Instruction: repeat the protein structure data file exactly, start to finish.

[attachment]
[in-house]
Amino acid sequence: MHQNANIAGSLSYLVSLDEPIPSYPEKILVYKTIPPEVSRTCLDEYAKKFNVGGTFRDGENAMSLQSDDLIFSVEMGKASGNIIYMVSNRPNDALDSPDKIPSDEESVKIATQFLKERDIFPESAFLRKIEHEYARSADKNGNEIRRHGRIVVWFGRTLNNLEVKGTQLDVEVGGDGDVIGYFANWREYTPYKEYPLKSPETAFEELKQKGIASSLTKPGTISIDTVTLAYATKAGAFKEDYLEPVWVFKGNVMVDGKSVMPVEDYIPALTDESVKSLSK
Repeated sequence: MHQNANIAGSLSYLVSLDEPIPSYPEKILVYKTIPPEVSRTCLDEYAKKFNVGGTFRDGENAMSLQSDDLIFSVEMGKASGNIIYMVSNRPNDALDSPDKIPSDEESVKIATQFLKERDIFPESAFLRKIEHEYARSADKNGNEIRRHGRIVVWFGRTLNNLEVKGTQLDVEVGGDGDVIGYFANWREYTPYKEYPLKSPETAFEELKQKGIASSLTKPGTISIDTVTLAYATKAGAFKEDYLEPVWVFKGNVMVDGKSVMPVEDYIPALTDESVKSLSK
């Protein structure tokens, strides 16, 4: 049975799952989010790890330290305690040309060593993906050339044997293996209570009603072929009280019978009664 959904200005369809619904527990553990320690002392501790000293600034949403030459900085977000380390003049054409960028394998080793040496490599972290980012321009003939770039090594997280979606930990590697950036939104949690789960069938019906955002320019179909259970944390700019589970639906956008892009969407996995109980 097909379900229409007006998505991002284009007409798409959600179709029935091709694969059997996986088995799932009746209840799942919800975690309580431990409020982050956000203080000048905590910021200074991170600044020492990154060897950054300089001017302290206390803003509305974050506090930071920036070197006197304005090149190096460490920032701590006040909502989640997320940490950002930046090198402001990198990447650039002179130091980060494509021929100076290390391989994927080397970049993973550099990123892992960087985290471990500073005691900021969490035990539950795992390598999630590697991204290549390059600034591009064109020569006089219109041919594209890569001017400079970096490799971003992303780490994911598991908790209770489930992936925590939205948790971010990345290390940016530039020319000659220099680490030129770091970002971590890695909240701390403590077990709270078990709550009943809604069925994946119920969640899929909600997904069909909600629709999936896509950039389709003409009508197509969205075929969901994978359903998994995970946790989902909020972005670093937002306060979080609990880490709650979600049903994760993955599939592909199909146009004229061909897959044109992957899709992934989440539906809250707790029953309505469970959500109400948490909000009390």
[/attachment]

[in-house]
Amino acid sequence: MHQNANIAGSLSYLVSLDEPIPSYPEKILVYKTIPPEVSRTCLDEYAKKFNVGGTFRDGENAMSLQSDDLIFSVEMGKASGNIIYMVSNRPNDALDSPDKIPSDEESVKIATQFLKERDIFPESAFLRKIEHEYARSADKNGNEIRRHGRIVVWFGRTLNNLEVKGTQLDVEVGGDGDVIGYFANWREYTPYKEYPLKSPETAFEELKQKGIASSLTKPGTISIDTVTLAYATKAGAFKEDYLEPVWVFKGNVMVDGKSVMPVEDYIPALTDESVKSLSK
Repeated sequence: MHQNANIAGSLSYLVSLDEPIPSYPEKILVYKTIPPEVSRTCLDEYAKKFNVGGTFRDGENAMSLQSDDLIFSVEMGKASGNIIYMVSNRPNDALDSPDKIPSDEESVKIATQFLKERDIFPESAFLRKIEHEYARSADKNGNEIRRHGRIVVWFGRTLNNLEVKGTQLDVEVGGDGDVIGYFANWREYTPYKEYPLKSPETAFEELKQKGIASSLTKPGTISIDTVTLAYATKAGAFKEDYLEPVWVFKGNVMVDGKSVMPVEDYIPALTDESVKSLSK
């Protein structure tokens, strides 16, 4: 049975799952989010790890330290305690040309060593993906050339044997293996209570009603072929009280019978009664 959904200005369809619904527990553990320690002392501790000293600034949403030459900085977000380390003049054409960028394998080793040496490599972290980012321009003939770039090594997280979606930990590697950036939104949690789960069938019906955002320019179909259970944390700019589970639906956008892009969407996995109980 097909379900229409007006998505991002284009007409798409959600179709029935091709694969059997996986088995799932009746209840799942919800975690309580431990409020982050956000203080000048905590910021200074991170600044020492990154060897950054300089001017302290206390803003509305974050506090930071920036070197006197304005090149190096460490920032701590006040909502989640997320940490950002930046090198402001990198990447650039002179130091980060494509021929100076290390391989994927080397970049993973550099990123892992960087985290471990500073005691900021969490035990539950795992390598999630590697991204290549390059600034591009064109020569006089219109041919594209890569001017400079970096490799971003992303780490994911598991908790209770489930992936925590939205948790971010990345290390940016530039020319000659220099680490030129770091970002971590890695909240701390403590077990709270078990709550009943809604069925994946119920969640899929909600997904069909909600629709999936896509950039389709003409009508197509969205075929969901994978359903998994995970946790989902909020972005670093937002306060979080609990880490709650979600049903994760993955599939592909199909146009004229061909897959044109992957899709992934989440539906809250707790029953309505469970959500109400948490909000009390």